Preview The Song of Lunch

Let’s spend a Sunday night watching a film dramatization of a narrative poem! You’re forgiven if an eyebrow went up at reading that sentence –it’s almost a little too painfully highbrow, even for me, and I live for stuff like this. But The Song of Lunch is a unique, occasionally painful depiction of a lunch date between two ex-lovers over a decade after their relationship ended is definitely worth a look. It’s rare that something on television nowadays is willing to take a risk and be original – and this has that in spades.

Take a minute to watch a scene from the film, then click through for a few of my (spoiler-free) thoughts!

Starring the always wonderful Alan Rickman and Emma Thompson, The Song of Lunch is adapted by Niall McCormick from a poem by Christopher Reid. The conceit is clever: the majority of the dialogue is the text of the poem itself being read by  Rickman, while a dramatic reenactment of events is conducted onscreen. It may take you a few minutes to get used to this rather novel presentation style – the first ten minutes or so are basically an interior monologue as Rickman’s character (simply referred to as “He”) walks to the restaurant and waits for Thompson’s (“She”) to arrive – but it’s a fascinating character piece and the language is (as you’d expect) lovely and evocative. In fact, it’s sometimes almost too evocative – see Rickman’s character’s description of the state of the gentlemen’s restroom.  But mostly, it’s incredibly accurate in its depictions of tiny, slice-of-life moments, such as when “He” nails the feeling of that moment -  “that pause of anxiety and mute appeal” - that characterizes the few seconds you’re waiting for a restaurant host to confirm that yes, your reservations actually exist and you’re “in the book” after all. Perfect. (And of course, there's the always double plus good bonus of listening to Rickman speak for an extended period of time.)

Ironically, in a lot of ways this is a film (poem?) that’s about the emptiness of words – someone is speaking almost the entire time, but our narrator spends a great deal of it chattering on about nothing and becoming increasingly incoherent as he becomes more intoxicated. The entire film is basically comprised of talking, and yet our characters can’t seem to find a way to communicate with one another, as though both of them are trying to navigate a language that neither is fluent in. Their conversation is increasingly at cross purposes, and whether it’s that they’ve forgotten how to talk to one another, or never really knew how, their interaction grows increasingly more tense and sad. It’s awkward, bittersweet, and sadly beautiful at the same time. It is a bit like watching poetry, after all.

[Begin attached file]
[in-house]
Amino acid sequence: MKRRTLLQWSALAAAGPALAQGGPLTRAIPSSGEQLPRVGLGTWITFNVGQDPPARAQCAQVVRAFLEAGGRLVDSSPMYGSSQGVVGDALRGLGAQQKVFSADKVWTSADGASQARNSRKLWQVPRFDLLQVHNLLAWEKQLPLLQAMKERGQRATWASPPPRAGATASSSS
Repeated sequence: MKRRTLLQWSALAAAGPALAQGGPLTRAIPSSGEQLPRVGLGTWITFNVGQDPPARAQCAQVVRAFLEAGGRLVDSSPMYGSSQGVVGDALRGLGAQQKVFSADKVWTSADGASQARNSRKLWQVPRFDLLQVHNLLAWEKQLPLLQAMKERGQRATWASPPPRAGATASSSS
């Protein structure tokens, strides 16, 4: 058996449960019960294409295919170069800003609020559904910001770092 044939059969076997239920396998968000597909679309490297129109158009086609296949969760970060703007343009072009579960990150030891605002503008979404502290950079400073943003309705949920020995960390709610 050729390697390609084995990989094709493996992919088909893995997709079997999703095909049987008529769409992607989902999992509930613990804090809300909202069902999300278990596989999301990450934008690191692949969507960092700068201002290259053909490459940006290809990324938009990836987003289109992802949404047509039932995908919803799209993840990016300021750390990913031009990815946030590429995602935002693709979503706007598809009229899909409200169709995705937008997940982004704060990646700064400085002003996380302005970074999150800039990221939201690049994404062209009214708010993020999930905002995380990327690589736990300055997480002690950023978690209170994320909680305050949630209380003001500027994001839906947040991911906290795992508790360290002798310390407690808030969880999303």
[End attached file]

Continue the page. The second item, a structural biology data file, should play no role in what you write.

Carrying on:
To be fair, it is occasionally frustrating that it is Rickman’s character who is the narrator of the piece. Though the narrative voicework is lovely, we’re given no similar look inside the head of Thompson’s character - though on the face of it it’s easy to tell that “She” is much more successful, well-adjusted and mature than her ex. It’s easy to see why “She” left this man, but less so to determine why she was with him in the first place or what drew her to this reunion – “He” is a difficult person: bitter, largely stuck in his own past, and with what appears to be a rather significant drinking problem.  The fact that “He” is largely unlikeable doesn’t make the character any less interesting, but it does make him a bit frustrating, if only in a you sort of want to box his ears for being so difficult way.  

The charm of this piece though, remains the format, and the pleasure of carefully chosen words spoken artfully. The Song of Lunch has an ending that feels more like the end of a short story, and there are loose ends we’ll never see wrapped up, much though I wish we could see a little further in "His" journey at least. But it’s very moving, and the whole film does feel very true.